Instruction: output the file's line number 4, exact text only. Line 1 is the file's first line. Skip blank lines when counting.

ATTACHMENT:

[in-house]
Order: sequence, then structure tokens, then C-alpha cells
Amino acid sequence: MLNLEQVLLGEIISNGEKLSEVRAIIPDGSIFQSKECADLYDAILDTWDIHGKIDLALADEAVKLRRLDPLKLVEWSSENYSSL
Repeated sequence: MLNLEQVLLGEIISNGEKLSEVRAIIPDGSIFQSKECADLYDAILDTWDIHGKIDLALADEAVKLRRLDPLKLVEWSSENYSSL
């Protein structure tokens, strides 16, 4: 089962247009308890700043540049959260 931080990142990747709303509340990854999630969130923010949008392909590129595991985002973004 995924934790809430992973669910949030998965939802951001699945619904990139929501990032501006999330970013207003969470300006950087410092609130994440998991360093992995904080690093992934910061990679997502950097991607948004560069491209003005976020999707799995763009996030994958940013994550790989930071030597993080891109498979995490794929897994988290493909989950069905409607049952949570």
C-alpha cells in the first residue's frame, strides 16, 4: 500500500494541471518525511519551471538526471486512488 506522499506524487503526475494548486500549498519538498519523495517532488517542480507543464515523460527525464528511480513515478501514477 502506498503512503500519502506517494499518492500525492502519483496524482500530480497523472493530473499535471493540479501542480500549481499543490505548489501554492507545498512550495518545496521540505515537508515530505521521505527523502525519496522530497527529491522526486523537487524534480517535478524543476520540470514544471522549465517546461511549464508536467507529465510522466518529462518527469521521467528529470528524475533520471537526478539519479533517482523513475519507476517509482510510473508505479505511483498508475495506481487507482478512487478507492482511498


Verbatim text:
Repeated sequence: MLNLEQVLLGEIISNGEKLSEVRAIIPDGSIFQSKECADLYDAILDTWDIHGKIDLALADEAVKLRRLDPLKLVEWSSENYSSL